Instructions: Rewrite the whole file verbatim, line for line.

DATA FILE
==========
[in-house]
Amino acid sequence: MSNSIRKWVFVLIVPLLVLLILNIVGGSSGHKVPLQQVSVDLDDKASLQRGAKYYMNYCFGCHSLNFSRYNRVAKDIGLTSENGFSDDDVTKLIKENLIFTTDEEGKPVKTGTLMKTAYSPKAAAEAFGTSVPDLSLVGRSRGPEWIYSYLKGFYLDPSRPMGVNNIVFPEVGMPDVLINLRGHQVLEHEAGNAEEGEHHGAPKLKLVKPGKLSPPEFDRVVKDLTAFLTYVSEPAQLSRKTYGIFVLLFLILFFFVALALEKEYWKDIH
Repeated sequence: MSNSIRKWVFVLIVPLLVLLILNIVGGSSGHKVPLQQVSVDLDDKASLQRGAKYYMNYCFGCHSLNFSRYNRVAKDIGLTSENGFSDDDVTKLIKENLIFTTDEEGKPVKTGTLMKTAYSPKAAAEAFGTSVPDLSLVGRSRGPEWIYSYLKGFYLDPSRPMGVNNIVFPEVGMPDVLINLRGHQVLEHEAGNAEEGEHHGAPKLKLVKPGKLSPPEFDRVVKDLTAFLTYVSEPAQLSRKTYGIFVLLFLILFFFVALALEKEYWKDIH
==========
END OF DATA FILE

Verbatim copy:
[in-house]
Amino acid sequence: MSNSIRKWVFVLIVPLLVLLILNIVGGSSGHKVPLQQVSVDLDDKASLQRGAKYYMNYCFGCHSLNFSRYNRVAKDIGLTSENGFSDDDVTKLIKENLIFTTDEEGKPVKTGTLMKTAYSPKAAAEAFGTSVPDLSLVGRSRGPEWIYSYLKGFYLDPSRPMGVNNIVFPEVGMPDVLINLRGHQVLEHEAGNAEEGEHHGAPKLKLVKPGKLSPPEFDRVVKDLTAFLTYVSEPAQLSRKTYGIFVLLFLILFFFVALALEKEYWKDIH
Repeated sequence: MSNSIRKWVFVLIVPLLVLLILNIVGGSSGHKVPLQQVSVDLDDKASLQRGAKYYMNYCFGCHSLNFSRYNRVAKDIGLTSENGFSDDDVTKLIKENLIFTTDEEGKPVKTGTLMKTAYSPKAAAEAFGTSVPDLSLVGRSRGPEWIYSYLKGFYLDPSRPMGVNNIVFPEVGMPDVLINLRGHQVLEHEAGNAEEGEHHGAPKLKLVKPGKLSPPEFDRVVKDLTAFLTYVSEPAQLSRKTYGIFVLLFLILFFFVALALEKEYWKDIH